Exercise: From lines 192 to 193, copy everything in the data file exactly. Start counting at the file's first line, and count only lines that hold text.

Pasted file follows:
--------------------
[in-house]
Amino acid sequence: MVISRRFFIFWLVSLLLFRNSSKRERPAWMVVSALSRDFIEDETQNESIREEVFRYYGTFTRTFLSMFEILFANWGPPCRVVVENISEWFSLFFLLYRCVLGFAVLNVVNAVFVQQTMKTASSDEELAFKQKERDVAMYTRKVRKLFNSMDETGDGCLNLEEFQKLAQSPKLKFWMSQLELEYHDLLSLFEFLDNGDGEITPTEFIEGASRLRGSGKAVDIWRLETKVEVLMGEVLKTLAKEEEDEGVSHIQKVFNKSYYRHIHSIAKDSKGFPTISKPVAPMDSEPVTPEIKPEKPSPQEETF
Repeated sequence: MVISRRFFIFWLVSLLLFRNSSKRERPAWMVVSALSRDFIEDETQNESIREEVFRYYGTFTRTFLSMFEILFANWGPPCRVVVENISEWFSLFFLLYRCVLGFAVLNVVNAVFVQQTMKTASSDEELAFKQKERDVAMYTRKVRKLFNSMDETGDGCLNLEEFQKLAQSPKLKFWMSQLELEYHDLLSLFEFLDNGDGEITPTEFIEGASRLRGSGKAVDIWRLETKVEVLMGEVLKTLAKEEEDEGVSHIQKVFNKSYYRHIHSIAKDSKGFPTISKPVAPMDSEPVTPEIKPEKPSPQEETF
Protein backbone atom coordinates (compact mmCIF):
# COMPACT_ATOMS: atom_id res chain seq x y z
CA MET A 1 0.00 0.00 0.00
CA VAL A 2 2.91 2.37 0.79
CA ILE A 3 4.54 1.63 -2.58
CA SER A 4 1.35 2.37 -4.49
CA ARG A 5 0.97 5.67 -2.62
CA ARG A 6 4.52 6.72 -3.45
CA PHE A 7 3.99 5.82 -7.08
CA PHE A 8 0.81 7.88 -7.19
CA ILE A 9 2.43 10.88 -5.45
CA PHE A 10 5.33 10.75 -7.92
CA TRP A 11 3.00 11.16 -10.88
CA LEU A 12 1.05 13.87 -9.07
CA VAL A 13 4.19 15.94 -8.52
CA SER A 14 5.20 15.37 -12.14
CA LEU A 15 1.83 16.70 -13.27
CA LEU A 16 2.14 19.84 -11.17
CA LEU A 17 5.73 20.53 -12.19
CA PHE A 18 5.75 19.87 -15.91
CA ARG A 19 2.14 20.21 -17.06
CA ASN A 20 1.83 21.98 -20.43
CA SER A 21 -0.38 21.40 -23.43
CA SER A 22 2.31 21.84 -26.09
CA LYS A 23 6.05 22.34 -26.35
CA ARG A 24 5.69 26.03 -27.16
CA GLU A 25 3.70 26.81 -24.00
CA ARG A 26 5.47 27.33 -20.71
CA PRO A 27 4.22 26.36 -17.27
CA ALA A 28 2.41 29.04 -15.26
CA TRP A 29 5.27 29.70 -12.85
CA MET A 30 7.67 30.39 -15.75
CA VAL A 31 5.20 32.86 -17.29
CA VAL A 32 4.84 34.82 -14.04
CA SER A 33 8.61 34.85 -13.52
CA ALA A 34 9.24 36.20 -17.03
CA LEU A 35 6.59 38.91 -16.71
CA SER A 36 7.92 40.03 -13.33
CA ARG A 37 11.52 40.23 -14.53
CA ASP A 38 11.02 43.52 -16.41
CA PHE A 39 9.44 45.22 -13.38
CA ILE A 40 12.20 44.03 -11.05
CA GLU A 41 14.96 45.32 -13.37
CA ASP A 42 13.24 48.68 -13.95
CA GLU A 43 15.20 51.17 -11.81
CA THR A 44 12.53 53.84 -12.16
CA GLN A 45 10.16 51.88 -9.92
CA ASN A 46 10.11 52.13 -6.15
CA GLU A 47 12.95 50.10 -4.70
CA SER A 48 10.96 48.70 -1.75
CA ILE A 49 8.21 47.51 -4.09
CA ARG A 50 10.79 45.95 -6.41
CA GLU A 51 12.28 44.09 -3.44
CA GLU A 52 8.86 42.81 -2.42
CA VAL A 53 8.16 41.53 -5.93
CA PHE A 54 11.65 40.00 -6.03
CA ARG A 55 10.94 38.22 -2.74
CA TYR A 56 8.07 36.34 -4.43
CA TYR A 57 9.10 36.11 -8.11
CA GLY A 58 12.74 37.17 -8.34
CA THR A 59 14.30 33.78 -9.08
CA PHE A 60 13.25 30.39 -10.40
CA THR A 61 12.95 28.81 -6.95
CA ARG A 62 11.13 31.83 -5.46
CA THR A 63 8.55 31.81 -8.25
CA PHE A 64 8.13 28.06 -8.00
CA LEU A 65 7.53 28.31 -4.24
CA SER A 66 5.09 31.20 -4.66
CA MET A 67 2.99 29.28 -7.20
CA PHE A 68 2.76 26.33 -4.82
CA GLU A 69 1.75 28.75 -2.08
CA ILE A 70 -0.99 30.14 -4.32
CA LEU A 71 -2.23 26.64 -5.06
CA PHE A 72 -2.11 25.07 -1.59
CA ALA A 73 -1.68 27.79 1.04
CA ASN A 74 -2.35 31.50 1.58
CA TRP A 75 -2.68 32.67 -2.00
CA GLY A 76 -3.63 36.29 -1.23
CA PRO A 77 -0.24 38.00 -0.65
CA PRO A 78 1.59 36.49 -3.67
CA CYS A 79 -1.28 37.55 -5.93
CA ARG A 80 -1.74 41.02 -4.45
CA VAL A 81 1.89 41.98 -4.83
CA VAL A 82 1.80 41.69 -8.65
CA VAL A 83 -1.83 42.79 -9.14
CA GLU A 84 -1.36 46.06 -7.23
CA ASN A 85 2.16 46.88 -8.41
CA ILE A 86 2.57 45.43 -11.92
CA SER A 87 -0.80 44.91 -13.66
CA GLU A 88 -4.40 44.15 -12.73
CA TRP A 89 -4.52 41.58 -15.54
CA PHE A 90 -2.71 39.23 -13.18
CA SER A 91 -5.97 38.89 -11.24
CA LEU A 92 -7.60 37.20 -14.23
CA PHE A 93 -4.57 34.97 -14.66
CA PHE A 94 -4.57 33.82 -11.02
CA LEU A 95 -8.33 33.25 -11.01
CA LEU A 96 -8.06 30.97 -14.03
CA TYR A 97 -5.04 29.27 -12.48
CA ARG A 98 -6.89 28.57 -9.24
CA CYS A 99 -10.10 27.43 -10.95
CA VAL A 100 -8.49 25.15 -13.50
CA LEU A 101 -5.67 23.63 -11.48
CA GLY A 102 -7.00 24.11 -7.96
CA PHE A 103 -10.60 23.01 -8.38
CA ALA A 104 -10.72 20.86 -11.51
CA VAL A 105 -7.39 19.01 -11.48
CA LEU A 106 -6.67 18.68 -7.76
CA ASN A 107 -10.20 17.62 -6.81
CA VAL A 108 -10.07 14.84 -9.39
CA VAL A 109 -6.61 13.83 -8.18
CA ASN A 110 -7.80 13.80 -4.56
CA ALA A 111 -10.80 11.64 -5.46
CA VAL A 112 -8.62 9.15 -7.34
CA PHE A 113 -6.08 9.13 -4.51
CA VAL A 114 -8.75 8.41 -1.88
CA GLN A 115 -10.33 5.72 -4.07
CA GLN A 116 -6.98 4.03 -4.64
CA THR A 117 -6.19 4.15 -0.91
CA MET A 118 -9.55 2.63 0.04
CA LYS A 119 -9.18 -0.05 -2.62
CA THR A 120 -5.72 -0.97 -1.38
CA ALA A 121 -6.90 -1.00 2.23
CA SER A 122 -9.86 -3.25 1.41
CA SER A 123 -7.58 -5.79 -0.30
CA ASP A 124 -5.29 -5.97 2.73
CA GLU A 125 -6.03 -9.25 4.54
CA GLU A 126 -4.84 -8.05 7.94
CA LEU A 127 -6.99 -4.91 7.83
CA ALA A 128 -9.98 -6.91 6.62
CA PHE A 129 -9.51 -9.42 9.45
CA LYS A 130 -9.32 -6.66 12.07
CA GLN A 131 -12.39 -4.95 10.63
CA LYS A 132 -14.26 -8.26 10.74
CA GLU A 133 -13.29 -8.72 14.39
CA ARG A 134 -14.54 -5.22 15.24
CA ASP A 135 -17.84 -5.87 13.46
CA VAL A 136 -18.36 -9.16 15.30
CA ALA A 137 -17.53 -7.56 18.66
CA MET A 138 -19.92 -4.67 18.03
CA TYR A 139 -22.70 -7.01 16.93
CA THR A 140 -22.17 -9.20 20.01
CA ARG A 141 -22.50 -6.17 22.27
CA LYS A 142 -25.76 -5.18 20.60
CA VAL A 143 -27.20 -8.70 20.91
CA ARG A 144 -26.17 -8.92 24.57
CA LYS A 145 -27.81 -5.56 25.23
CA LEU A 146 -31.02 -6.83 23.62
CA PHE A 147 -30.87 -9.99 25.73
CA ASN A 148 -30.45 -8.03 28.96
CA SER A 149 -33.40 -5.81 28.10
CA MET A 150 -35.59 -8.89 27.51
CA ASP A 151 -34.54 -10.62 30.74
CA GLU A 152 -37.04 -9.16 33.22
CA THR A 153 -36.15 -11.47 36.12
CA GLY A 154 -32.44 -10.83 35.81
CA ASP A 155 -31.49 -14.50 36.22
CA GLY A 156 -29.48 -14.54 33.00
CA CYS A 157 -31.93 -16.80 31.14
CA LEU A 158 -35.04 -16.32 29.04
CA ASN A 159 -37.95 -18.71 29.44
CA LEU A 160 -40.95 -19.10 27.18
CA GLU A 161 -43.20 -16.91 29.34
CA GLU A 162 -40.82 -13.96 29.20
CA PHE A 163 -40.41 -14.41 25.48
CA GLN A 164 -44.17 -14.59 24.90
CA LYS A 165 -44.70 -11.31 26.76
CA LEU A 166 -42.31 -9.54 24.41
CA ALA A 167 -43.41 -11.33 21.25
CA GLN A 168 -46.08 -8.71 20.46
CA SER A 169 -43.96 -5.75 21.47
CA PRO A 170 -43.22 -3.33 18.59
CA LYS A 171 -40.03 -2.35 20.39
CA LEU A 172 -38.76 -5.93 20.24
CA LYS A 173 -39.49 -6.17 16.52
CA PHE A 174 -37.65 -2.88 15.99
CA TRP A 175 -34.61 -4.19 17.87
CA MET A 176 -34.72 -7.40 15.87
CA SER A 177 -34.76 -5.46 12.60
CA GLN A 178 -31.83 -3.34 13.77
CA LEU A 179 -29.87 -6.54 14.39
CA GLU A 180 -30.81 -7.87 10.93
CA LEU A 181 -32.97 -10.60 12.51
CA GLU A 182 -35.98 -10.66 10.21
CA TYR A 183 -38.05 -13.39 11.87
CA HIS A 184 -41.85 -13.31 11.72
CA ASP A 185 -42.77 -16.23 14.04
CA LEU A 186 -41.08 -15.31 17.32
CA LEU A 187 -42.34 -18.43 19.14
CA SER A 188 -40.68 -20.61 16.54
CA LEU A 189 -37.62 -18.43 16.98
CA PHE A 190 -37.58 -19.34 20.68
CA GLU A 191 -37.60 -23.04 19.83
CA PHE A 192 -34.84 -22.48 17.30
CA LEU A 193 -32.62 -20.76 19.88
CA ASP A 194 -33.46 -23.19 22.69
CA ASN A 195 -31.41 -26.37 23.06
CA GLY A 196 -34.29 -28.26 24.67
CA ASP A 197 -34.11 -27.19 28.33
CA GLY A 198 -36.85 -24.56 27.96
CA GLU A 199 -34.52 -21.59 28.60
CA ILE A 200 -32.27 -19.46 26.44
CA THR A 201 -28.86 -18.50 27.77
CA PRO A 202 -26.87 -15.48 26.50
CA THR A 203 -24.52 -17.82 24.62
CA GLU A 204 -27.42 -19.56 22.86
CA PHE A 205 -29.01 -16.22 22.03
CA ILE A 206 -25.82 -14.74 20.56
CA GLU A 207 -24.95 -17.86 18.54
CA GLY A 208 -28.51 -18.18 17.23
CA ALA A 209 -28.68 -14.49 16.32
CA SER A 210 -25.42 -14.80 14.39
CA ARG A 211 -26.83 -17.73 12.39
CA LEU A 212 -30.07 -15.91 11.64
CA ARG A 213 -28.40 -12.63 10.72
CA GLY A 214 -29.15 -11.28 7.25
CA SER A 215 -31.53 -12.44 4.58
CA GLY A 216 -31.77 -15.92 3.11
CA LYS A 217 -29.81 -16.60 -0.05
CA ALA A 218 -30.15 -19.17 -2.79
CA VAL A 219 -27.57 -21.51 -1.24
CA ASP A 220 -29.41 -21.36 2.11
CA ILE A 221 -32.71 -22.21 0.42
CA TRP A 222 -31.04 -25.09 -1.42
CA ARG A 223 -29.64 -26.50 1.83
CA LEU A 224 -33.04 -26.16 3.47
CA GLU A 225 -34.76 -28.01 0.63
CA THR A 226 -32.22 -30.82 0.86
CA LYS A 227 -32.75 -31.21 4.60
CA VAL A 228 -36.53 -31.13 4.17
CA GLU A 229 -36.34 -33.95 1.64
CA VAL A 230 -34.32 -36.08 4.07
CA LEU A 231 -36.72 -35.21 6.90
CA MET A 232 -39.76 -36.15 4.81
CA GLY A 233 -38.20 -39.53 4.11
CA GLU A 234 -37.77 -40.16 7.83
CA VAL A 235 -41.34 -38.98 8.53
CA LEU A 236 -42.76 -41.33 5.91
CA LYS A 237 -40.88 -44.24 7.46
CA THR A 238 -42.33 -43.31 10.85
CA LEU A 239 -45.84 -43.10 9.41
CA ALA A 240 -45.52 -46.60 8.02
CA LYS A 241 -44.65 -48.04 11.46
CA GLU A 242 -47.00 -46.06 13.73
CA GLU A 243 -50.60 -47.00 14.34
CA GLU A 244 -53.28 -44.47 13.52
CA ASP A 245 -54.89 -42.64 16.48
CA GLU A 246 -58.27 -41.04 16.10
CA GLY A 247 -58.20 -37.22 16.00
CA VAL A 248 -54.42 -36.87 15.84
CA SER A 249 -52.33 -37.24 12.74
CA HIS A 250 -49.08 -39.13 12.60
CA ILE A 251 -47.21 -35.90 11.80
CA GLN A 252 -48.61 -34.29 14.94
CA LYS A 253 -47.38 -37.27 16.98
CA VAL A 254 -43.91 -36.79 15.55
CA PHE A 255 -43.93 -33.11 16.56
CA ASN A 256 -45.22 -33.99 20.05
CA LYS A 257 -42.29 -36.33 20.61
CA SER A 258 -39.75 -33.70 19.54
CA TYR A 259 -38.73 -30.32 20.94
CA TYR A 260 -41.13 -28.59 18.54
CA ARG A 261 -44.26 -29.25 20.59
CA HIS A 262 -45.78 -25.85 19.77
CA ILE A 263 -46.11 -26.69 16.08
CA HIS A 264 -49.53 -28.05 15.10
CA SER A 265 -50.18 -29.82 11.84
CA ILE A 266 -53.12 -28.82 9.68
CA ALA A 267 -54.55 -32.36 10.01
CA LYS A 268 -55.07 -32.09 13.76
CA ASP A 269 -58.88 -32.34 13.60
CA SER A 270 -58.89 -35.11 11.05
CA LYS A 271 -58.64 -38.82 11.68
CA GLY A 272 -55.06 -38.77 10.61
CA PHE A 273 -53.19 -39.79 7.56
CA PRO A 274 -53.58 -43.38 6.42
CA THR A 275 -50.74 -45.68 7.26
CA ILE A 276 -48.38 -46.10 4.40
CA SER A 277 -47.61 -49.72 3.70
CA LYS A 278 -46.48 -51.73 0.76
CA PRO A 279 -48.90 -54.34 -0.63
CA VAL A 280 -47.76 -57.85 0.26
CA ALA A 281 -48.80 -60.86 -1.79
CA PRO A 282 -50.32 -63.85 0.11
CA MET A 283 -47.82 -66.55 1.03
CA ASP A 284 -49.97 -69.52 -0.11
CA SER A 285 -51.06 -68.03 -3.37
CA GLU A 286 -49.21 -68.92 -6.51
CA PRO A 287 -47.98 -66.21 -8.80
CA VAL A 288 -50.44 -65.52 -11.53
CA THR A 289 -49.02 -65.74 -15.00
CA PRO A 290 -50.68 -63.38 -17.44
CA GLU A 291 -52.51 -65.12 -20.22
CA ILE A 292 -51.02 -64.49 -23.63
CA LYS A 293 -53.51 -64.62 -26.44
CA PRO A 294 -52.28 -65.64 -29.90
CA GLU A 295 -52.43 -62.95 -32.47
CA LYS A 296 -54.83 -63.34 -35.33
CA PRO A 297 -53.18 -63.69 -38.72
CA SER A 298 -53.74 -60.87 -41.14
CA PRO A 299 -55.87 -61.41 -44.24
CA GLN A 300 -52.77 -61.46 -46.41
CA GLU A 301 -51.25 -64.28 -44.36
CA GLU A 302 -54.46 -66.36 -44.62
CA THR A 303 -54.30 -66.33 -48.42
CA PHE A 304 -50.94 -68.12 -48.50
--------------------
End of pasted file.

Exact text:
CA LEU A 187 -42.34 -18.43 19.14
CA SER A 188 -40.68 -20.61 16.54